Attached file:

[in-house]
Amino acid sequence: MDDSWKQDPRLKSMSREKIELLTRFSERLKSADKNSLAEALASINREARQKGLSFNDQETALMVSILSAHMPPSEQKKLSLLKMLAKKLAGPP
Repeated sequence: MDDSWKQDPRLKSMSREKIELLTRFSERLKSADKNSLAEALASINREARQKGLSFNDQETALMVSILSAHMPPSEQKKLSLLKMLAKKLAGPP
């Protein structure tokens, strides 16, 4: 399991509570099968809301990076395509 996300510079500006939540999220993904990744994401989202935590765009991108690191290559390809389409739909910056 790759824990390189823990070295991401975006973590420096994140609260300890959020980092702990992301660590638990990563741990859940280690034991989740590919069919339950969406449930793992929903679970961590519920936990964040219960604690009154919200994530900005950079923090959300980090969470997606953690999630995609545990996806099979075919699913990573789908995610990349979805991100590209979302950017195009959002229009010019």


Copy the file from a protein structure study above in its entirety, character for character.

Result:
[in-house]
Amino acid sequence: MDDSWKQDPRLKSMSREKIELLTRFSERLKSADKNSLAEALASINREARQKGLSFNDQETALMVSILSAHMPPSEQKKLSLLKMLAKKLAGPP
Repeated sequence: MDDSWKQDPRLKSMSREKIELLTRFSERLKSADKNSLAEALASINREARQKGLSFNDQETALMVSILSAHMPPSEQKKLSLLKMLAKKLAGPP
């Protein structure tokens, strides 16, 4: 399991509570099968809301990076395509 996300510079500006939540999220993904990744994401989202935590765009991108690191290559390809389409739909910056 790759824990390189823990070295991401975006973590420096994140609260300890959020980092702990992301660590638990990563741990859940280690034991989740590919069919339950969406449930793992929903679970961590519920936990964040219960604690009154919200994530900005950079923090959300980090969470997606953690999630995609545990996806099979075919699913990573789908995610990349979805991100590209979302950017195009959002229009010019």